Hidden Falls Crosby Farm Master Plan

Overview

The master plan for Hidden Falls Crosby Farm Regional Park will guide park improvements, natural resources management, and make recommendations for changes within or adjacent to the park. The park does not have a master plan, and per the Metropolitan Council, a plan must be approved and adopted for every regional park in the seven county metropolitan area. See the Metropolitan Council's website for more details. City Parks and Recreation will be asking for input and feedback on this plan through early fall 2018, and the written report will be completed in June 2019.  If you have any questions or concerns regarding this project, or if you would like to be involved on the master plan advisory committee (three meetings will be scheduled in late summer and early fall), please contact the project manager listed above to the right side of this page.  

Hidden Falls History

Hidden Falls Regional Park dates back to 1887, when it was selected by Horace Cleveland, a nationally known landscape architect and park planner, as one of four major park sites for the City of Saint Paul. Except for the use of a portion of the land as a tree nursery, no improvement was made in Hidden Falls Park until 1936-37, when the WPA carried out an extensive improvement program on the site. Featured in the park was a small spring-feed waterfall from which the park got its name. In the mid 1960's the park took much of its present form as work began on the park's four primary use areas: the primitive area, boat launching area, general picnic area, and scenic falls area.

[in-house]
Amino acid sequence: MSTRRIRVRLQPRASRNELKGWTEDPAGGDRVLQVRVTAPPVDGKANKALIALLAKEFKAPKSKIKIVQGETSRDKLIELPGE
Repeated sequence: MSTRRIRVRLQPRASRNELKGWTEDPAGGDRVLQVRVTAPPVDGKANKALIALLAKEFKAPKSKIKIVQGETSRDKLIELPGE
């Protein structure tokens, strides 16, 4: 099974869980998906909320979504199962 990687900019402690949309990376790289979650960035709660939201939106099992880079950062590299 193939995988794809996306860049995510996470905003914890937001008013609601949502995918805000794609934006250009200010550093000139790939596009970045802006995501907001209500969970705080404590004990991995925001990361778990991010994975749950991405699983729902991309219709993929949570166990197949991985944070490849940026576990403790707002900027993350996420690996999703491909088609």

Crosby Farm History

Crosby Farm Regional Park is named after Thomas Crosby, an English immigrant who staked out 160 acres in the valley southwest of the present-day junction of Shepard Road and Interstate 35E in 1858. Before Crosby's death in 1886, the farm became one of the largest and longest running in the West End and Highland Park area. A succession of families farmed it between 1902 and 1962. The Saint Paul Port Authority purchased the land in the early 1960s and leased it to the City for park use. Today, Crosby Farm's potential as a nature area accessible to the public is being realized. With about 6.7 miles of paved trails, the park provides a beautiful setting for an afternoon's walk, run, or ride. Trails run along shady, wooded bottom lands next to the Mississippi River, along the marshes of Crosby Lake, past scenic picnic areas, and connects to the Mississippi River Boulevard parkway. Fishing and picnics are other popular activities in the park.

Project Timeline

July to October 2018 - public engagement and design advisory committee meetings
November 2018 - public open house
January 2019 - draft submission to Metropolitan Council
April 2019 - nearly complete draft to St. Paul Parks and Recreation Commission, and St. Paul City Council
June 2019 - final master plan adopted by Metropolitan Council

This plan is made possible by funding from the Minnesota Clean Water, Land, and Legacy Amendment. The Legacy Amendment, passed in 2008, focuses on fostering Minnesota’s rich outdoor, arts and cultural heritage, maintenance and expansion of our trails, and preserving our clean water. 

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